some people put their lives into a dream
i put my life inside a song
i believed like believers believe
in the song, in the song, in the song
Sarah sang for us on Saturday night. She looked right into our eyes as she sang. Is that so unusual? Think about it: How often have you experienced that? And if you have, how long were you able to gaze back, directly into the performer’s eyes? It is a soul-to-soul connection, a fearful connection, but Sarah never wavered. Sarah is fearless. Sarah will sing a song that enters your eyes and makes its way to your toes and back again, giving a spark in return to her as you meet that gaze, and then back again. It was human-to-human, and more than a little magical.
Sarah MacDougall is a Swedish-Canadian singer-songwriter who claims she mistakenly lives in the Yukon. She performed at a house concert my wife and I attended last week in Russell, Ontario. As I experienced her music and her courageous presentation, I realized I was watching a Dangerous Creative live and in person. My wife described her performance using words like “visceral” and “honest”. Her songs were direct and vulnerable. She put herself out there complete in body, spirit and mind. She took the risks great artists take. The song was her vehicle but she was the engine, boldly flying down that road despite the curves and potholes of traveling that human highway.
After that evening of music and more than music, I realized that what separates the good artist from the great artist is that complete commitment to vulnerability, to creating dangerously, to nakedly taking on the world. The great artists are really exposed nerves, but they are exposed for all our benefit, as pain is a warning, a message, a necessity for survival. The toll this takes on the artist is immense. So often they deal with depression, with extreme self-doubt, with a feeling of isolation from the world around them because their inner world is the only place they feel at home. This is often misunderstood. They are branded as “moody” or “eccentric” or “self-absorbed” or “freak”. The calling they have can be the curse of the prophet: Given a divine Word to speak that may get them sawed in two.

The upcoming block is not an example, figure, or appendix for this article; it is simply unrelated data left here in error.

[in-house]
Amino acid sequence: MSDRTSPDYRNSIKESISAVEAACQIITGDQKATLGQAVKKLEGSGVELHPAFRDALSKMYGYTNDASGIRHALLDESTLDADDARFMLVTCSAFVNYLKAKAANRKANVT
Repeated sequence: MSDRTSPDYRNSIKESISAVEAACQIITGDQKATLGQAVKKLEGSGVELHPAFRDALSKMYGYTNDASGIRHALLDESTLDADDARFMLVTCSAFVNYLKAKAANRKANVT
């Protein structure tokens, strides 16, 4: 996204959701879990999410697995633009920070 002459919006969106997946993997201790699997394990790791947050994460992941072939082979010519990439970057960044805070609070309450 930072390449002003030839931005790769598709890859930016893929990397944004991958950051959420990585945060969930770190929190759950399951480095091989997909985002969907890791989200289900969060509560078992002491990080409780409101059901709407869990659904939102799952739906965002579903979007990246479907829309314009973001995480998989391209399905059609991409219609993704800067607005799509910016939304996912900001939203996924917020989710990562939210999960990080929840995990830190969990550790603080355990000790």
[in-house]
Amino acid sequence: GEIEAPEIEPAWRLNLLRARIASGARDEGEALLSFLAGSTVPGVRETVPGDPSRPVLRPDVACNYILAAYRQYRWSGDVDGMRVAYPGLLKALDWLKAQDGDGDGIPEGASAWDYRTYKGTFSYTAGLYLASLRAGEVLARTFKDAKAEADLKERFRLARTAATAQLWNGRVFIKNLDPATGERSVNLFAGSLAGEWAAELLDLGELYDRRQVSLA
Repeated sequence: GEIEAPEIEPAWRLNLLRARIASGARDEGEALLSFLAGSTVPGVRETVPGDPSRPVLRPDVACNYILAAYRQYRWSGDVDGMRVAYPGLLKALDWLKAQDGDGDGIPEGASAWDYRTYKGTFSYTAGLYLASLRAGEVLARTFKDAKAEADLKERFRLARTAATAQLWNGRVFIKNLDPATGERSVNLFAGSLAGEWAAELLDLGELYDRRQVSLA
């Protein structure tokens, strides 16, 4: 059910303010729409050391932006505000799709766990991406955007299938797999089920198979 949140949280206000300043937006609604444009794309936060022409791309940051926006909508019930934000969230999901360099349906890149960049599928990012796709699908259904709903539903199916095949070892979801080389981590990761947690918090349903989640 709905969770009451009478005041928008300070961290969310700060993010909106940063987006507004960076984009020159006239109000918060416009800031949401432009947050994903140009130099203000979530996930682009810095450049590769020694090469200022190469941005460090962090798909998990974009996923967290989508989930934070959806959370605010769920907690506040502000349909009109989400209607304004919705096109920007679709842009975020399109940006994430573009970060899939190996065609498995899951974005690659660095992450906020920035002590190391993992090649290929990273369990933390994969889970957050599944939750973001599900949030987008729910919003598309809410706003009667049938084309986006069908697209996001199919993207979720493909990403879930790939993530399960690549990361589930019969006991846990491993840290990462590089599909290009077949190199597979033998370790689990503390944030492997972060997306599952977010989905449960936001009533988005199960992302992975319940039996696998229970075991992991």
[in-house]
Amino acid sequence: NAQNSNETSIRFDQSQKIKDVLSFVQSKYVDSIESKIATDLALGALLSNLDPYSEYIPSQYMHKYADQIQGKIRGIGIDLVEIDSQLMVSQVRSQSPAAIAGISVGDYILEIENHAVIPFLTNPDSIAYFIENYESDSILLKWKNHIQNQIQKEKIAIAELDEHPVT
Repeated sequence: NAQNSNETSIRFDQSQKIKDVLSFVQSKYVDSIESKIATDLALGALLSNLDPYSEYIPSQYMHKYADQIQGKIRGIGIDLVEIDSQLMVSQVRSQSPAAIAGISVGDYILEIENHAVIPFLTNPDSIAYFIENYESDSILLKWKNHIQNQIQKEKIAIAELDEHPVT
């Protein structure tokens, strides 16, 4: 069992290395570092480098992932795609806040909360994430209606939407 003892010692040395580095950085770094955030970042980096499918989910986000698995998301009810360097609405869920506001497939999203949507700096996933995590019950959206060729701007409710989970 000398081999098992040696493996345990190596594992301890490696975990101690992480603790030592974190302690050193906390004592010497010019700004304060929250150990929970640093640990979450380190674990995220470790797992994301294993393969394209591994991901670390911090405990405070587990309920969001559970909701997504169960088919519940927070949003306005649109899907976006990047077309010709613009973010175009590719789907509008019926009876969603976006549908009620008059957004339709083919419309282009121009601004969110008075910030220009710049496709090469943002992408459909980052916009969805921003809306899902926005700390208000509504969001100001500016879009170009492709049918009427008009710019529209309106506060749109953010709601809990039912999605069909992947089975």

Sarah helped me feel, again, an immense gratitude for artists who take risks and walk that knife’s edge in life. We may not realize just how much we owe them. She also helped me see what I need to be willing to expose. She helped me to seek the courage to gaze directly into someone’s eyes, even the stranger. She helped me to grasp a bit more what being an artist can be if you’re open to the calling.
The world needs the fearless because it is so full of fear. The world needs more Sarahs. It needs more Dangerous Creatives, maybe more than ever.
Below is a link to a YouTube video of Sarah’s song “I Want to See the Light”